RMS' counter-terrorism analysts most fear a scenario whereby a terrorist group acquires a CBRN weapon on the black market, from stockpiles of failed states or corrupt regimes and smuggles it into the US. Coburn highlights the risk posed by unchecked shipping containers. "It's better targeted now than it was," he says. "But it's still only 8% of containers that are checked and that means 92% goes unchecked."

By its very nature terrorism is an act of political violence, and for many this is reason enough for the US government to be involved. "A terror attack is an attack on a city, a state or a nation ... not on a business," said Joe Plumeri, chairman and CEO of Willis at the Monte Carlo gathering. Others point out that since governments can affect terrorism risk through their foreign policy and actions they should take responsibility. The invasion of Iraq "led to anger and resentment in the Muslim world. Terrorist groups exploit this," says Gunaratna.

A viable alternative?

While the US Treasury Department report is recommending the federal government assume a lesser role in insuring terrorism risks, most voices in the industry insist it won't work. "Let's not mix apples with oranges," says Csiszar. "Let's not treat terrorism as if it were just some other natural catastrophe - it's an uninsurable risk." RMS's report - A risk-based rationale for extending TRIA - concludes that terrorism has a number of characteristics that make it radically different from other perils normally covered by insurance, namely:

- Terrorism can potentially cause a much greater insured loss than other perils, and claims could potentially exceed the capital the insurance industry has available;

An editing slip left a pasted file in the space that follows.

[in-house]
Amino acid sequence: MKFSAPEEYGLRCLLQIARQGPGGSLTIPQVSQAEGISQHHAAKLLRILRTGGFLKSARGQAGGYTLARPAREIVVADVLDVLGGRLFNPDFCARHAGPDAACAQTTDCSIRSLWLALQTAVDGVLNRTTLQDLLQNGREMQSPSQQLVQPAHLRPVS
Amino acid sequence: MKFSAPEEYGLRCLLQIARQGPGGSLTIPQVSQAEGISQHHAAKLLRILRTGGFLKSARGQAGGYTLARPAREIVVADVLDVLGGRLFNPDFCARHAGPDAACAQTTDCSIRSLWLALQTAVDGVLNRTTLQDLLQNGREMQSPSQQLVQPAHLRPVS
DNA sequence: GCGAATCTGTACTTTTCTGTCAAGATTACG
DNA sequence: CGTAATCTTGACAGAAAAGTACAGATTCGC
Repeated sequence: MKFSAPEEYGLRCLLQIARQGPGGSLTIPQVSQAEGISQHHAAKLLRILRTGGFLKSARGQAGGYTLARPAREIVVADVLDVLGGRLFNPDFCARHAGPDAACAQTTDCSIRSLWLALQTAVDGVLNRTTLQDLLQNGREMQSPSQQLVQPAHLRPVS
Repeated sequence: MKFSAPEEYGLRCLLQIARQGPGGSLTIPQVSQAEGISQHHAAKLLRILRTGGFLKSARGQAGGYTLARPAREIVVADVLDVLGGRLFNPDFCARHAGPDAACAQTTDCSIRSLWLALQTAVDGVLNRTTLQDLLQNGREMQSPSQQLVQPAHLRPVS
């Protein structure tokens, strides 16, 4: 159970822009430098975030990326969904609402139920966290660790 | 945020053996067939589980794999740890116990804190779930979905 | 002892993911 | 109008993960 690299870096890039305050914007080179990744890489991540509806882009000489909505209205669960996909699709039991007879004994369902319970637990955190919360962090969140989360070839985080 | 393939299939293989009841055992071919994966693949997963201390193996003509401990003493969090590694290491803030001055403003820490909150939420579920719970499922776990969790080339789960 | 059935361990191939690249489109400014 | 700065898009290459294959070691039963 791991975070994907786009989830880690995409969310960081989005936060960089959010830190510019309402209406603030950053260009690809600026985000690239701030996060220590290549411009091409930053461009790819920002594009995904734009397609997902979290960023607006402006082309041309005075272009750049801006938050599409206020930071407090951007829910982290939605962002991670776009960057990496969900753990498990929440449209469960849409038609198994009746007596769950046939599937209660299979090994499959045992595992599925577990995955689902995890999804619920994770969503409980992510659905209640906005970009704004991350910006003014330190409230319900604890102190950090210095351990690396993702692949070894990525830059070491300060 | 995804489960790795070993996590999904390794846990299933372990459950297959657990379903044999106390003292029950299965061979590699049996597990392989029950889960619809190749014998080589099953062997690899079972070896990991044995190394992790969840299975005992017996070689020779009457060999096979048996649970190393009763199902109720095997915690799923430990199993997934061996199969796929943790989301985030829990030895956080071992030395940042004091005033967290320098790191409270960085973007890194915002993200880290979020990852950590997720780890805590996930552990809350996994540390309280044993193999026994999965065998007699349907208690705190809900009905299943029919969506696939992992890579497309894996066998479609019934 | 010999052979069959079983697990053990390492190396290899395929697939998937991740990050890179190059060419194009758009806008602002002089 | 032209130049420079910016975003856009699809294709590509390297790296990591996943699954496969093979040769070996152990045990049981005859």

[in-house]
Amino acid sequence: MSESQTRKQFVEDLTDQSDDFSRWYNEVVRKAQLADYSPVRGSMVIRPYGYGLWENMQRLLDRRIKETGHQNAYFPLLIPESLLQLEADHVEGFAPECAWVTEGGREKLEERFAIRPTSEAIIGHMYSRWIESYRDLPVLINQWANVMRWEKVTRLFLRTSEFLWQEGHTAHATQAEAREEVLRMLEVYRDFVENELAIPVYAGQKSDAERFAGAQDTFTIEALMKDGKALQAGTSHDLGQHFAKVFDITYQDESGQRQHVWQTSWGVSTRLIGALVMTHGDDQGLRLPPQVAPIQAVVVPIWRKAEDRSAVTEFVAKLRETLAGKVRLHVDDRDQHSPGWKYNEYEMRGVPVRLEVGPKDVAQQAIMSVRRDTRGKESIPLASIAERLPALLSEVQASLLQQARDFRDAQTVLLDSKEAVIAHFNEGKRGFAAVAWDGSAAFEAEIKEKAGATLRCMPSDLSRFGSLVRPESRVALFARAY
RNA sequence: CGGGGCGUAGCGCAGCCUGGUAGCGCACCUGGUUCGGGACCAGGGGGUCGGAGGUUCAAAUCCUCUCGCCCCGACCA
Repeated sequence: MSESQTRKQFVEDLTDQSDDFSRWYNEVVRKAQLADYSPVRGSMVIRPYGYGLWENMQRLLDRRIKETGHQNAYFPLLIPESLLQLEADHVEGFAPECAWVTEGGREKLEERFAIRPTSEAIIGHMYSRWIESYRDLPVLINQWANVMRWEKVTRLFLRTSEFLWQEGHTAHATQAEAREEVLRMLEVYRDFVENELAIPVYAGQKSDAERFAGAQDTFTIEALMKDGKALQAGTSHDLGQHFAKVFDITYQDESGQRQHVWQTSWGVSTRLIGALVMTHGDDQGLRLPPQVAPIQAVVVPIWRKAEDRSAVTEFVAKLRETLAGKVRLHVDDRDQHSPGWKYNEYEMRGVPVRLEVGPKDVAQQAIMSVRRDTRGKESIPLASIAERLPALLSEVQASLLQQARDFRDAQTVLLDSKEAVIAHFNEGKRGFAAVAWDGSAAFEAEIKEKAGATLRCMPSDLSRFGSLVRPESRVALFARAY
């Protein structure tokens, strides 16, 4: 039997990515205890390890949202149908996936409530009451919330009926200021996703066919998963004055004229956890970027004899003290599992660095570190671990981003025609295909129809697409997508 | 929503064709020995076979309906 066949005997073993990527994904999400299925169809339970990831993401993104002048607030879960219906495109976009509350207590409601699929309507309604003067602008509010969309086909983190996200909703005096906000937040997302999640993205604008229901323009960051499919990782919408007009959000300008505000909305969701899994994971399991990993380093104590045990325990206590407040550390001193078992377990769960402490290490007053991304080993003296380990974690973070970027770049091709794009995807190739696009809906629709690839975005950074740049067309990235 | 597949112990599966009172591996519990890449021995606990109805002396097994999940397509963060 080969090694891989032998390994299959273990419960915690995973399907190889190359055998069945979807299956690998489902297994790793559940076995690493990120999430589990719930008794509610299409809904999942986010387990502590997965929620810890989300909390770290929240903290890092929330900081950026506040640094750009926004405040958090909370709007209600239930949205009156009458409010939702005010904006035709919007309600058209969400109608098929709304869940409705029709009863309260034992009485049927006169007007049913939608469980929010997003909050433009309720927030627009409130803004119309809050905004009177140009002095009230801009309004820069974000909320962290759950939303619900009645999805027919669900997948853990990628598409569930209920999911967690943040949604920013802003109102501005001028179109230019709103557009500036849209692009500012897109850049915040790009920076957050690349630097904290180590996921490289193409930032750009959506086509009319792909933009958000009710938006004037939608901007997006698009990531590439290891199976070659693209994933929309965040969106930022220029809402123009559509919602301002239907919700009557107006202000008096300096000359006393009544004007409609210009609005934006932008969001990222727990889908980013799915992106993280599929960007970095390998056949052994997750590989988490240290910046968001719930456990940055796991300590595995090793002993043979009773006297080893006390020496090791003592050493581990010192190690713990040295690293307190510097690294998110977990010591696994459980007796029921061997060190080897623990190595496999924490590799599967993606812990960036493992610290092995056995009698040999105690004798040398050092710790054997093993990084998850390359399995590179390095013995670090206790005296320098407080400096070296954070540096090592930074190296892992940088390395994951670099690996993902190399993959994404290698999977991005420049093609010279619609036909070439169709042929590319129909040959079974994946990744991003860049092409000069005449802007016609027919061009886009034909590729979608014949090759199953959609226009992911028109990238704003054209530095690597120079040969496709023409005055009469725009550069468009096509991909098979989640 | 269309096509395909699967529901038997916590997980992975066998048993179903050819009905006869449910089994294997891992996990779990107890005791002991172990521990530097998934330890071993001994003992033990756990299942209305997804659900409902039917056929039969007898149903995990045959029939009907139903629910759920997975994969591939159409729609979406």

- Diversification of risk is problematic - terrorism risk is highest in the places where there is the greatest demand for terrorism insurance and insured value;

- State regulations impact insurer's ability to price and control their exposure;

- There are higher levels of uncertainties associated with terrorism risk than insuring other types of natural catastrophe perils; and

- Government is an active player in shaping the risk covered by insurers.

TRIA was always intended to be a temporary three-year stopgap. Even the former US Treasury Assistant Secretary for Financial Institutions Wayne Abernathy has admitted it was put together in a hurry and, as a result, certain elements of the legislation were flawed. If TRIA is renewed there are various proposals on the table as to how it can be improved. Amongst the Treasury's suggested modifications is to give a greater share of terrorism risk to the insurers. This includes raising the threshold of "certified" events; having higher retention levels; increasing the industry co-share; and reducing the number of lines covered by TRIA.

Others believe these suggestions have their pitfalls. While Csiszar is in favour of shifting some of the risks over to the private market he warns, "it's very dangerous to raise the retention level significantly higher as it will hit the SME insurers". He is arguing strenuously on behalf of the PCI for certain terms such as general liability to remain, but is still realistic. "You've heard the old saying that legislating is like sausage making - it truly is - you don't know what's going to come out in the end."

The RAND Center for Terrorism Risk Management Policy recommends making terrorism insurance mandatory for companies owning or operating systems vital to the nation's critical infrastructure, making TRIA more independent by putting in place a board of governors, and insisting that policies cover acts by domestic groups, and also acts involving CBRN weapons. Former AIG CEO Maurice "Hank" Greenberg has called for a temporary tax holiday on reserving. "If we want the insurance industry to build reserves to carry more of the risk, unspent premiums shouldn't be taxed as profit," agrees RMS' Coburn.

At the time of writing - with the deadline imminent - it still appears that these recommendations are falling on deaf ears. And as the clock ticks away it becomes a futile luxury to debate TRIA's finer points. If plans are not put in place soon for TRIA's renewal, there will be no need for a debate about the terms of its renewal because - if the worst predictions are realised - there will no longer be a market for terrorism cover in the US.

- Helen Yates is deputy editor of Global Reinsurance.